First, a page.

In short, the vision was to create a building that uses the latest available technology to provide an educational experience in an aesthetically pleasing space. A structure that will stand the test of time in a harsh environment and inspire future generations. To show the beauty that can be achieved through the practical.
Mr. Feldner has been much more than a realtor and landlord for most of his life. In college, he aspired to be a professor of Industrial Arts. He has always given people well maintained, up to date, and healthy spaces as a positive-quality of life issue. He is an extremely well traveled man and had the good fortune of making the acquaintance of Joseph Eichler and Claude Oakland during the development of the Los Altos area. He is a man who knows the value of quality and is a person who is inwardly driven to do what is right simply because it is right.
He became inspired to do something special on this outstanding lot as a gift to the future. He enlisted the help of longtime Capitola architect Frank Phanton who has had unparalleled experience with architecture in the immediate area, alternative construction, and solar energy.
Their vision was one of a ‘factory for living’, industrial, teaching structure that would require minimum maintenance and gracefully withstand the harsh local environment. Mr. Feldner and Frank were convinced that the practical could be beautiful and they went to work letting the practical govern at every step. There was also the knowledge/creed that simpler is better, that passive/simple systems were superior to complex, and that less would be more. The efficiency of integration of systems was also strived for. A very visible example of this is the structure acting as the architecture. By celebrating the structure, we eliminate an eternal layer associated with building today. The architectural/educational quality of this building allows one to easily experience how the building is built.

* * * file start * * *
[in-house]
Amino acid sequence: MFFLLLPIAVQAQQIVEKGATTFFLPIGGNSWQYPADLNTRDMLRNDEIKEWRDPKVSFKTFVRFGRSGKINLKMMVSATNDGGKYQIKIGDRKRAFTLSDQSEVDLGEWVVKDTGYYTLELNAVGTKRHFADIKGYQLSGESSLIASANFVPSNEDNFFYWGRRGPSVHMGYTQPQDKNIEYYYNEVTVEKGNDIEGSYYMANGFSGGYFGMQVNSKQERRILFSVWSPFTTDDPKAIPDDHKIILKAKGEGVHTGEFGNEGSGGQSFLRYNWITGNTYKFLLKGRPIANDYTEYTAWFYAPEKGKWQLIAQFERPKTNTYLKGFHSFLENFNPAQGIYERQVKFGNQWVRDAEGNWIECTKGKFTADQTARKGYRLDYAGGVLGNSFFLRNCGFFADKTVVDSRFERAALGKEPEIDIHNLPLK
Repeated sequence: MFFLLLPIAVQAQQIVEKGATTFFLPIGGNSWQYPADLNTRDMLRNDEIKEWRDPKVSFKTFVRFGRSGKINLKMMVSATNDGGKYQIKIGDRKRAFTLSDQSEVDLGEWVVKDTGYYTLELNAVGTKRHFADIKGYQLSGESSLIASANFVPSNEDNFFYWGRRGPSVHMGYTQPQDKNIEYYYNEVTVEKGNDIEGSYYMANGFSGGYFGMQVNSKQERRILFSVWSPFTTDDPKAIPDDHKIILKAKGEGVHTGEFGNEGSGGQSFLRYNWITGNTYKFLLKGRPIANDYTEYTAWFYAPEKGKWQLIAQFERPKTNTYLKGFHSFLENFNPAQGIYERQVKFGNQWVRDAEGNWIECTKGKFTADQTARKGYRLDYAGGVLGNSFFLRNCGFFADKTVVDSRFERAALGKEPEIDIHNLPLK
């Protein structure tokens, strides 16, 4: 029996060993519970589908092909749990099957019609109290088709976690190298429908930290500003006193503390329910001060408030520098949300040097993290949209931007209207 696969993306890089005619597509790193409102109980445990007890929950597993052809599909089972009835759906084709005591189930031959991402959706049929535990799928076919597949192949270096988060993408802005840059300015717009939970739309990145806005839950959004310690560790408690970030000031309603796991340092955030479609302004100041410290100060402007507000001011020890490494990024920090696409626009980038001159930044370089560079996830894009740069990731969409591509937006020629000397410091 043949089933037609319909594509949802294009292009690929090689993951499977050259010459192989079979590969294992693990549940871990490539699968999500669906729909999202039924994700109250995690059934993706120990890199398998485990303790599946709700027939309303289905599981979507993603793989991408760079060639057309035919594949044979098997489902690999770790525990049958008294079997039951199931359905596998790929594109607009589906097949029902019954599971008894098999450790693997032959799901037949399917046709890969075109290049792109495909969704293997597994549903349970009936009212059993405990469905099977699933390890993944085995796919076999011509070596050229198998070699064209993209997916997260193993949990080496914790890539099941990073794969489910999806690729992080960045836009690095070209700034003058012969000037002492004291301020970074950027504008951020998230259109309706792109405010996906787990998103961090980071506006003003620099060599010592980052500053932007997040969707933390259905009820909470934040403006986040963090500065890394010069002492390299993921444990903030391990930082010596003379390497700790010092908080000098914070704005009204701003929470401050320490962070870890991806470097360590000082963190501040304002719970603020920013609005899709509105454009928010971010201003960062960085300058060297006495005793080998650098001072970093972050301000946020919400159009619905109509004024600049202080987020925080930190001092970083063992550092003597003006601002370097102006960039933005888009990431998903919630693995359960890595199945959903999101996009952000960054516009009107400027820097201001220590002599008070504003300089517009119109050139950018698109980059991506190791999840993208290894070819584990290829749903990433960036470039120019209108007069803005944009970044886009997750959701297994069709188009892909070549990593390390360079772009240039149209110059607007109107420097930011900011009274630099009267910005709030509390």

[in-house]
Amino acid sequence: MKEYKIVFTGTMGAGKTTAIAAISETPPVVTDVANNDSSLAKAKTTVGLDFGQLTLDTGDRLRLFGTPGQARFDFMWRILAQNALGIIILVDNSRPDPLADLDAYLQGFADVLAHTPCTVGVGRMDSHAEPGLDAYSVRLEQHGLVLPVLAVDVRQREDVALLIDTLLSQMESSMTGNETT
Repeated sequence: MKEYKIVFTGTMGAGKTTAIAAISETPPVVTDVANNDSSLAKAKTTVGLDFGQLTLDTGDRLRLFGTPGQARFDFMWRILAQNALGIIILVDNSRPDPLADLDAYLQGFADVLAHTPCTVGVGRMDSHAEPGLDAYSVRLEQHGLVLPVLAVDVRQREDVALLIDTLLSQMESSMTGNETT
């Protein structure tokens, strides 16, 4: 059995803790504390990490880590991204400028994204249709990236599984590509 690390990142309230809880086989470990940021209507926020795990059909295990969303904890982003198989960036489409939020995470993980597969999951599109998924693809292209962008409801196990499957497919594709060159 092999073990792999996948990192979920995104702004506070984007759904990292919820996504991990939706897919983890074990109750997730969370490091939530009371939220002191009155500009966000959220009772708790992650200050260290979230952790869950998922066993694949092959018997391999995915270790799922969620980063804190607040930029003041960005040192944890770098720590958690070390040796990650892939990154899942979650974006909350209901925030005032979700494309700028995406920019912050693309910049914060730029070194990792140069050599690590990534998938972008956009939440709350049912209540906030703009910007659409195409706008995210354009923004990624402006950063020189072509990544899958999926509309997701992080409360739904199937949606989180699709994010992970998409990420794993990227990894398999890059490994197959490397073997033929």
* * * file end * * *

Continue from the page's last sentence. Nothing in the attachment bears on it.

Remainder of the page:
This vision led to the massing of the structure. We required high, north facing windows for ventilation and daylighting. We maximized the south facing roof area to maximize the area of our photovoltaic collectors. Custom construction methods were devised to create an eave that is simple on the underside for ease of maintenance and visual cleanliness. There was to be a positive connection between the interior and exterior of the building and a softening/dissolution of the corners. The structure was to be celebrated, exposed, and minimal.
The choice of exterior materials is another example of practicality lending itself to the aesthetic. The corrugated cement siding is especially suited to our harsh environment. It requires no finishing and is maintenance free. The bronze anodized aluminum is a metal that has proven itself in our location and also require no maintenance. Painted steel, as used in battleships and automobiles, does withstand our climate if cared for properly. As this is used for both the architecture and the seismic resisting system of the building, we allowed for some maintenance of this in exchange for many years of service.
The location also called for something special architecturally. We didn’t want to be wildly outstanding; we strived to fit in aesthetically while at the same time allowing the practical to lead us and show that alternative, cutting edge construction can fit with any environment.
Drawings by Bob duMont, computer modeling by Lynette Sergius-Archigraphics